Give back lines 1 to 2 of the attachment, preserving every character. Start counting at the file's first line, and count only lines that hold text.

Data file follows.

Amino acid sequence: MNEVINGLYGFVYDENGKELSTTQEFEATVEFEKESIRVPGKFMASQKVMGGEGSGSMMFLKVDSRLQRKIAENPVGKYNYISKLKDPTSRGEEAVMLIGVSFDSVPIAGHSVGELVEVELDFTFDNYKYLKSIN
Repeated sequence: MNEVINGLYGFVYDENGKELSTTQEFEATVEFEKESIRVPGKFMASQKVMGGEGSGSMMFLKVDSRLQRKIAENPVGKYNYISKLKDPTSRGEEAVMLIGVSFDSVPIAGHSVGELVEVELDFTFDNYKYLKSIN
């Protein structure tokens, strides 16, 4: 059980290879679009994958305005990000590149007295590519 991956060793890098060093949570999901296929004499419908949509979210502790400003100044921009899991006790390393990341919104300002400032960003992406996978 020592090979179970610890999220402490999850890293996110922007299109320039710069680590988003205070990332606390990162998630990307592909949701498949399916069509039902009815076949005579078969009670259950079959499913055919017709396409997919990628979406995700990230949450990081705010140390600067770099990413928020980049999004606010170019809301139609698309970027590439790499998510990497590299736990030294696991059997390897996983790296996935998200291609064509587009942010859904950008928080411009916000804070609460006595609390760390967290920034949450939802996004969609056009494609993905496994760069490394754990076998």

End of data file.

Amino acid sequence: MNEVINGLYGFVYDENGKELSTTQEFEATVEFEKESIRVPGKFMASQKVMGGEGSGSMMFLKVDSRLQRKIAENPVGKYNYISKLKDPTSRGEEAVMLIGVSFDSVPIAGHSVGELVEVELDFTFDNYKYLKSIN
Repeated sequence: MNEVINGLYGFVYDENGKELSTTQEFEATVEFEKESIRVPGKFMASQKVMGGEGSGSMMFLKVDSRLQRKIAENPVGKYNYISKLKDPTSRGEEAVMLIGVSFDSVPIAGHSVGELVEVELDFTFDNYKYLKSIN